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University of Aberdeen

The University of Aberdeen is today at the forefront of teaching, learning and discovery, as it has been since its founding in the year 1495. This ambitious, research-intensive university attracts outstanding academics from the world’s most prestigious centres of learning, and a multinational student community taking advantage of courses, facilities, opportunities, and a unique student experience designed for the needs of the twenty-first century.

Through over 500 years the University of Aberdeen has developed a strong national and international reputation for its academic strength. Aberdeen academics and alumni have pioneered many developments in medicine, science, social sciences and humanities. Five Nobel Laureates are associated with the University.

The University’s research profile is grounded on a broad-based platform across a wide range of disciplines. The aim is to make a difference to both the world of knowledge and knowledge of the world. In all research areas, the University engages with policy, industry and public audiences to encourage and inform public debate, and stimulate interdisciplinary, joined-up action to address the big issues and questions facing today’s global community.

The University has identified four priority interdisciplinary research themes: Energy, Environment and Food Security, Pathways to a Healthy Life, and The North. All build on areas of current research excellence, and bring together academics in different specialties to contribute their own perspective and expertise to a topical world problem.

See www.abdn.ac.uk for:

  • the latest news from the University and its researchers
  • more about research themes and wider research activity
  • events including festivals, lectures, community cafes, exhibitions and concerts
  • new undergraduate and postgraduate programmes and opportunities for professional development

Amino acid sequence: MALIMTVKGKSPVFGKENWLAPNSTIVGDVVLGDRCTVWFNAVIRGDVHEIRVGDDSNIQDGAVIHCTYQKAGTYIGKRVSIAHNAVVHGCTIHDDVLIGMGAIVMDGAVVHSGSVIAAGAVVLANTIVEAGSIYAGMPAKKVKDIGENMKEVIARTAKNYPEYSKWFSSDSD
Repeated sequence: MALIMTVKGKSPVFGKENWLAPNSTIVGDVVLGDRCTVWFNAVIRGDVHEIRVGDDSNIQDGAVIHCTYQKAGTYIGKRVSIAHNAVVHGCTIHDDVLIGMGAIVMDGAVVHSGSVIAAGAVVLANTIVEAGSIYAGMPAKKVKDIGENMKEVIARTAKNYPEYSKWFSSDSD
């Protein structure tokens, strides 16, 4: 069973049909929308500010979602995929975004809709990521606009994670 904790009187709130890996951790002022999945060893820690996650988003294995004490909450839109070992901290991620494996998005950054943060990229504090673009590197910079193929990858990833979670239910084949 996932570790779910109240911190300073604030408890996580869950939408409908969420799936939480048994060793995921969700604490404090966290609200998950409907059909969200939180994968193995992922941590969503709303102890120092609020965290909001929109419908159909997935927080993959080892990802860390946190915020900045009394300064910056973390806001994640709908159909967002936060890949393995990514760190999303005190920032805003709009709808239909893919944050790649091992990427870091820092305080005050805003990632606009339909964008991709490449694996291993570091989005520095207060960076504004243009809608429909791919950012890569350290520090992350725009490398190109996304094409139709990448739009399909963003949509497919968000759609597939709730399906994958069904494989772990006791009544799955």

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Displaying 1 - 20 of 387 articles

Access to clean water is essential in preventing a number of infections. Riccardo Mayer/shutterstock

Community dialogue can show the way to meeting water needs: a South African case

Evidence suggests that involving marginalised communities in setting priorities and designing collective action can lead to improved health outcomes.
Patriarch Kirill, head of the Russian Orthodox Church, takes part in a service at Vladimirskaya Gorka in Kyiv in July 2012, part of anniversary celebrations of the christening of the country known as Kyivan Rus by its grand prince Vladimir I in 988AD. Reuters/Alamy

The Russian victim myth: here’s the history behind it

Vladamir Putin’s version of Russian history portrays his country as a victim – a historian examines the evidence.
A spring in his step? Uwe Deffner/Alamy Stock Photo

Spring statement 2022: quick analysis about standard of living, energy crisis and more – from experts

The government knows 2022 is going to be tough for voters.
Several lawmakers from high-tax states like New York are pushing for changes to a key tax deduction in Democrats’ $3.5 trillion spending package. Kent Nishimura/Los Angeles Times via Getty Images

Some rich people will love at least one sweetener in Democrats’ $3.5 trillion plan

The 2017 tax cuts put a $10,000 cap on the deduction for state and local taxes. The richest households would see the biggest gains from eliminating or raising the cap.
A typical limestone karst landscape in China. Tony V3112/Shutterstock

How special soil observatories in China are helping to create more sustainable agriculture

Soil degradation is a huge challenge for farmers around the world. But new research is showing how farmers can balance crop yields with protecting the environment.
Port Soy Harbour in the Grampian region of Scotland which, along with the Highlands, has a high rate of Huntington’s, partly due to ancestral susceptibility to the disease. Helen Hotson/Shutterstock

Huntington’s disease: northern Scotland has one of world’s highest rates and rising sharply – here’s why

Better awareness of the disease has led to more testing, but there is also an ancestral element to explaining its proliferation in the UK’s far north.

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